Category Archives: simplicity

All the little things

Come, let us sing for joy to the Lord; let us shout aloud to the Rock of our Salvation. Let us come before him with thanksgiving and extol him with music and song.

For the Lord is the great God, the great King above all gods. In his hand are the depths of the earth, and the mountain peaks belong to him. The sea is his, for he made it, and his hands formed the dry land.

(Psalm 95. 1-5))

It has been an ordinary kind of Saturday, no special parties to go to or visitors to entertain; no heart-stopping drama or sporting event to watch. But oh what a day of glory it has been!

A cloudless dawn under a frosty sky, with the sea moving imperceptibly under a polished silver skin. A day of full sunshine, of October heat, with enough breeze to set the white shirts dancing on the washing line, as the late low sunlight glowed through them. A day spent out of doors, digging, painting, sorting out storage and finally putting some plants into the ground ahead of the winter. We drank coffee in the sunshine, and treated ourselves to a carry-out for tea, feeling the tightness in our skin that speaks of a day outdoors in idyllic conditions.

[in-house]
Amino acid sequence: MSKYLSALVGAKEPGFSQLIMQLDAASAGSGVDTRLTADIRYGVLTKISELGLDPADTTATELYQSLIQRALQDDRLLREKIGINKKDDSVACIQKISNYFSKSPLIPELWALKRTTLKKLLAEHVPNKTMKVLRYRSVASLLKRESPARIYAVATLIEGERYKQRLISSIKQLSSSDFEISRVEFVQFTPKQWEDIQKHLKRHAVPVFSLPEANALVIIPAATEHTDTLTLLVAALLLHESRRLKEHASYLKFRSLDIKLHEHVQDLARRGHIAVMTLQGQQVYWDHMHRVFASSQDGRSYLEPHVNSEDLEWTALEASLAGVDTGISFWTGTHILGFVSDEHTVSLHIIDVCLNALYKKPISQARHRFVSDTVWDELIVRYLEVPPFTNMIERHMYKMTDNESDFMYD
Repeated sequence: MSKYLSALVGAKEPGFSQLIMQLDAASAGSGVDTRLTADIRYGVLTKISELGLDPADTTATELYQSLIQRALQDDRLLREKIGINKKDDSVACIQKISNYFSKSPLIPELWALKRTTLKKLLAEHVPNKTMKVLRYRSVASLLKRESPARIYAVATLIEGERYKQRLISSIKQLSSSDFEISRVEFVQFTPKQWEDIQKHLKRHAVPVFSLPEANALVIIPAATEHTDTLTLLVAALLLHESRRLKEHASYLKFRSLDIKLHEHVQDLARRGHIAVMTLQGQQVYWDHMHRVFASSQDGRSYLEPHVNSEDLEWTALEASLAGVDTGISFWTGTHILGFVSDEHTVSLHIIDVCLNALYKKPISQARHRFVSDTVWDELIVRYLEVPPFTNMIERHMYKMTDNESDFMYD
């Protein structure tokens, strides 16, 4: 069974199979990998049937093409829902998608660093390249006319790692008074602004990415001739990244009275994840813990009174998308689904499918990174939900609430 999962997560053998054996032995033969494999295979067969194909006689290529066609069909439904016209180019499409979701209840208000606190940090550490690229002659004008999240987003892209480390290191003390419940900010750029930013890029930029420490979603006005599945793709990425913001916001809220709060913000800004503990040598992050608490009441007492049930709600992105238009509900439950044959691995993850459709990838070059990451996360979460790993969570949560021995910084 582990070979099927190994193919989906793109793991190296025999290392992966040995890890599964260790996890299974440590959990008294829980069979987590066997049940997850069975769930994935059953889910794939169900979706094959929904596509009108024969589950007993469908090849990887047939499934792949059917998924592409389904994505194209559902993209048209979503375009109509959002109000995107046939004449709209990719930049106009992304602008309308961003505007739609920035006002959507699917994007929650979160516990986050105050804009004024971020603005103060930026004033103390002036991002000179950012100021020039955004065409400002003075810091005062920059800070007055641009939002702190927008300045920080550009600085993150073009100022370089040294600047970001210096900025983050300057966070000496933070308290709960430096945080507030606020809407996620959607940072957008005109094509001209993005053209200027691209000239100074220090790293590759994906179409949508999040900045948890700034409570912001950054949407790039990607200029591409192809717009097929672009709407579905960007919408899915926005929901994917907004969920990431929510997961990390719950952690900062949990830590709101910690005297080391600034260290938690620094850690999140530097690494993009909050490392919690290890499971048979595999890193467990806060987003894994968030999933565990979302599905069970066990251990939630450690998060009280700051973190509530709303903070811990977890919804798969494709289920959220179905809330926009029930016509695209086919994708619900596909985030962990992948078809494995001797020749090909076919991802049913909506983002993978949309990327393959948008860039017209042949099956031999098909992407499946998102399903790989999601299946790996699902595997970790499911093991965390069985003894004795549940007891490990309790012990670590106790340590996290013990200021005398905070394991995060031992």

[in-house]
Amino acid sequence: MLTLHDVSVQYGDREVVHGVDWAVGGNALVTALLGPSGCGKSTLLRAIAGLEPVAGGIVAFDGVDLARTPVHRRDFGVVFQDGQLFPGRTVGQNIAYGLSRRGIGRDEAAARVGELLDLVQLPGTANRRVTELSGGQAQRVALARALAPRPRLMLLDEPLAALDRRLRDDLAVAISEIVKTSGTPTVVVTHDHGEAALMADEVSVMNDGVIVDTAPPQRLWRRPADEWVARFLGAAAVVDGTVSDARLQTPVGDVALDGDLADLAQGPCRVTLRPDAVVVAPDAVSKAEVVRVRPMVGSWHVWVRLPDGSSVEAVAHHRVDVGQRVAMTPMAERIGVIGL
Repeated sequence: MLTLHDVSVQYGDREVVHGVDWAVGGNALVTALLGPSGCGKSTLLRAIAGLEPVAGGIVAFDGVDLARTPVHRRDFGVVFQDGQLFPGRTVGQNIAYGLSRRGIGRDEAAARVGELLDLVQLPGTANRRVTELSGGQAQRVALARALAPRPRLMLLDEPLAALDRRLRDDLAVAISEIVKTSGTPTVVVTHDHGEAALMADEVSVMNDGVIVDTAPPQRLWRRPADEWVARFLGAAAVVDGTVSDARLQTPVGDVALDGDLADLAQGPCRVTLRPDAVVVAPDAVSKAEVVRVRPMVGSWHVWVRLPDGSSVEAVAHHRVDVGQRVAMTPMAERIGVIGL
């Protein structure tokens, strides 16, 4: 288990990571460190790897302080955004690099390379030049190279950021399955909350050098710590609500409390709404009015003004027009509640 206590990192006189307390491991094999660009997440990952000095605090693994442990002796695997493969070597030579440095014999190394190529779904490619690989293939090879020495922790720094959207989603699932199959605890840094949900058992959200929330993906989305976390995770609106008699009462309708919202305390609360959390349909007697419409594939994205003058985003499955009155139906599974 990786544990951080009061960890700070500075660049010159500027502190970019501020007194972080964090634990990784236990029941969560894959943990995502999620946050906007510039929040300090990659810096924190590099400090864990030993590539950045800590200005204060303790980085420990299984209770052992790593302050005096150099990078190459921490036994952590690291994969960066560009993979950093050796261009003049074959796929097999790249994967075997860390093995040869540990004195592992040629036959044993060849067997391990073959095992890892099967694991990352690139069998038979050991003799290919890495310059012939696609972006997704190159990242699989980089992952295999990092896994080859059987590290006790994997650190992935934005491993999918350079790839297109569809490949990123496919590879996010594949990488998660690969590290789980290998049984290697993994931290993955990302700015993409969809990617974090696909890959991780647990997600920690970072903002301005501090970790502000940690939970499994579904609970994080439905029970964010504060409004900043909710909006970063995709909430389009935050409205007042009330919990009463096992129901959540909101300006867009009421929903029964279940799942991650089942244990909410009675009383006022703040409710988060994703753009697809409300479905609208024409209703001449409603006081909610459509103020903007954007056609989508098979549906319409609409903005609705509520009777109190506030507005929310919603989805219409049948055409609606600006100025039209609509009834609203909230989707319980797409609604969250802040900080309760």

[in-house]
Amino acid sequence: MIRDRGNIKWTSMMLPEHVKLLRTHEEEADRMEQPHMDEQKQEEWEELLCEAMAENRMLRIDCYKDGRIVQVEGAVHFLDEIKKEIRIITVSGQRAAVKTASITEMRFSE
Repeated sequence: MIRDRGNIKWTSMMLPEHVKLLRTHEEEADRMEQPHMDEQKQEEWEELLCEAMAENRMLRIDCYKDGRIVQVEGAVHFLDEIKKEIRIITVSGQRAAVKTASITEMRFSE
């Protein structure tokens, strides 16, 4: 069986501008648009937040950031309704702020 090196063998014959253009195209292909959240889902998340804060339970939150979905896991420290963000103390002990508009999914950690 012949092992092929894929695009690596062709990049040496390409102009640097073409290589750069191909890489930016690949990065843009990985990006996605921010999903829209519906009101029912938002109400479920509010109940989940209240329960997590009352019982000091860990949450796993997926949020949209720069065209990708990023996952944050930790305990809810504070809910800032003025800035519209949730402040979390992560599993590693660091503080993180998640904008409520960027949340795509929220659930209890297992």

Across the bay, I see the mountains, rearing greenish grey velvet heads against the sky, great dramatically moulded monuments to my creator’s genius. The sea, after days of driving gales and huge waves, is like a silver or brilliant blue blanket, spread gently around the base of the hills and forming the perfect foil to their stark slopes. Closer at hand, the great swathes of bracken which have been invisibly green against the grass all summer have suddenly gone intensely fox-bronze, burning brightly in the sunset.

I continue to be astonished that it should have been our privilege to be called to live and work in a place where this world’s beauty is so lavishly displayed – I feel permanently stuffed with good things! And is it not so often the case that we do not need to look far to find things which speak of God’s greatness in creation, his passion for colour, texture and light, which he has made us able to appreciate and which feed our spirits so deeply? I am profoundly grateful, and delight in knowing to whom I owe my daily debt of thanksgiving!

The habit of recording these daily gifts of good things, received from the Father from whom all such come, has become very precious, creating in me a spirit which looks for and expects to find – in every situation- something to give thanks for. Days like today make it very easy, because although in themselves, none of the events of the day have been noteworthy, yet all the little details have added up to something priceless. I may not remember it all in vivid detail, but it has been very good for me to be fully aware of all that I have received, resting in and relishing every moment.